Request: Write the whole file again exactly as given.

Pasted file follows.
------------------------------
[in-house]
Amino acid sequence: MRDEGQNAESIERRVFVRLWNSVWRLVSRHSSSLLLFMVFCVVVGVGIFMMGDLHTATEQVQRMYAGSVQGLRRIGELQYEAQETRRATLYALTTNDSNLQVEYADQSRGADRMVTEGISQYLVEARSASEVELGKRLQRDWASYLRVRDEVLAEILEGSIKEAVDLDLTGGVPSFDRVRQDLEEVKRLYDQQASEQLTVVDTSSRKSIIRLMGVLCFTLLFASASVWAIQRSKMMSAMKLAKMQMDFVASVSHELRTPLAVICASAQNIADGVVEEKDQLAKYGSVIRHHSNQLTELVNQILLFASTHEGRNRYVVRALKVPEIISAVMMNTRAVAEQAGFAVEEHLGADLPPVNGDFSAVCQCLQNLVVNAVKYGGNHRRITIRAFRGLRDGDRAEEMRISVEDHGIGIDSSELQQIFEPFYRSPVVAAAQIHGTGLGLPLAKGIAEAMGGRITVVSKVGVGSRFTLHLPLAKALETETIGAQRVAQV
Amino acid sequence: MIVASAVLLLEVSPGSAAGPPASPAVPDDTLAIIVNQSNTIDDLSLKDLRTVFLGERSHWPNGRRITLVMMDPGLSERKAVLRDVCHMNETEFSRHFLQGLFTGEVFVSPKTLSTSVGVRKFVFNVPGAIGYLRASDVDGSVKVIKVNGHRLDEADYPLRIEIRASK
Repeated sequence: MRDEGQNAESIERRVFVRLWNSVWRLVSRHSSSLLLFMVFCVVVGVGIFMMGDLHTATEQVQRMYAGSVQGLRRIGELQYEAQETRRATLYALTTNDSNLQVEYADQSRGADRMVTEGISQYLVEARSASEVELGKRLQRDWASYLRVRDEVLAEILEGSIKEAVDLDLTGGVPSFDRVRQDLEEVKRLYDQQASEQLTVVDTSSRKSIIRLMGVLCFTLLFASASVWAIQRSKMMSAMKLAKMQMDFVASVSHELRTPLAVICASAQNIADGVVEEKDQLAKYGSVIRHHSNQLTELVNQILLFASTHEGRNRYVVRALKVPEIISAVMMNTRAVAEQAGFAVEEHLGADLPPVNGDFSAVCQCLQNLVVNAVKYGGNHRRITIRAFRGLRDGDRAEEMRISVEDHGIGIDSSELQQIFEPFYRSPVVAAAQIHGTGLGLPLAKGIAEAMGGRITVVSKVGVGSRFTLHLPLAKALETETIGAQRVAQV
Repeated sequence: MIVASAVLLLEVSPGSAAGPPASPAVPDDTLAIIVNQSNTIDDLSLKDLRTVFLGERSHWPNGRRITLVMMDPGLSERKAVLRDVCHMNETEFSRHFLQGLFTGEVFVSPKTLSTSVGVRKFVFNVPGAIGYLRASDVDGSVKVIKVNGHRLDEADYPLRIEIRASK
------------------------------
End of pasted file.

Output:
[in-house]
Amino acid sequence: MRDEGQNAESIERRVFVRLWNSVWRLVSRHSSSLLLFMVFCVVVGVGIFMMGDLHTATEQVQRMYAGSVQGLRRIGELQYEAQETRRATLYALTTNDSNLQVEYADQSRGADRMVTEGISQYLVEARSASEVELGKRLQRDWASYLRVRDEVLAEILEGSIKEAVDLDLTGGVPSFDRVRQDLEEVKRLYDQQASEQLTVVDTSSRKSIIRLMGVLCFTLLFASASVWAIQRSKMMSAMKLAKMQMDFVASVSHELRTPLAVICASAQNIADGVVEEKDQLAKYGSVIRHHSNQLTELVNQILLFASTHEGRNRYVVRALKVPEIISAVMMNTRAVAEQAGFAVEEHLGADLPPVNGDFSAVCQCLQNLVVNAVKYGGNHRRITIRAFRGLRDGDRAEEMRISVEDHGIGIDSSELQQIFEPFYRSPVVAAAQIHGTGLGLPLAKGIAEAMGGRITVVSKVGVGSRFTLHLPLAKALETETIGAQRVAQV
Amino acid sequence: MIVASAVLLLEVSPGSAAGPPASPAVPDDTLAIIVNQSNTIDDLSLKDLRTVFLGERSHWPNGRRITLVMMDPGLSERKAVLRDVCHMNETEFSRHFLQGLFTGEVFVSPKTLSTSVGVRKFVFNVPGAIGYLRASDVDGSVKVIKVNGHRLDEADYPLRIEIRASK
Repeated sequence: MRDEGQNAESIERRVFVRLWNSVWRLVSRHSSSLLLFMVFCVVVGVGIFMMGDLHTATEQVQRMYAGSVQGLRRIGELQYEAQETRRATLYALTTNDSNLQVEYADQSRGADRMVTEGISQYLVEARSASEVELGKRLQRDWASYLRVRDEVLAEILEGSIKEAVDLDLTGGVPSFDRVRQDLEEVKRLYDQQASEQLTVVDTSSRKSIIRLMGVLCFTLLFASASVWAIQRSKMMSAMKLAKMQMDFVASVSHELRTPLAVICASAQNIADGVVEEKDQLAKYGSVIRHHSNQLTELVNQILLFASTHEGRNRYVVRALKVPEIISAVMMNTRAVAEQAGFAVEEHLGADLPPVNGDFSAVCQCLQNLVVNAVKYGGNHRRITIRAFRGLRDGDRAEEMRISVEDHGIGIDSSELQQIFEPFYRSPVVAAAQIHGTGLGLPLAKGIAEAMGGRITVVSKVGVGSRFTLHLPLAKALETETIGAQRVAQV
Repeated sequence: MIVASAVLLLEVSPGSAAGPPASPAVPDDTLAIIVNQSNTIDDLSLKDLRTVFLGERSHWPNGRRITLVMMDPGLSERKAVLRDVCHMNETEFSRHFLQGLFTGEVFVSPKTLSTSVGVRKFVFNVPGAIGYLRASDVDGSVKVIKVNGHRLDEADYPLRIEIRASK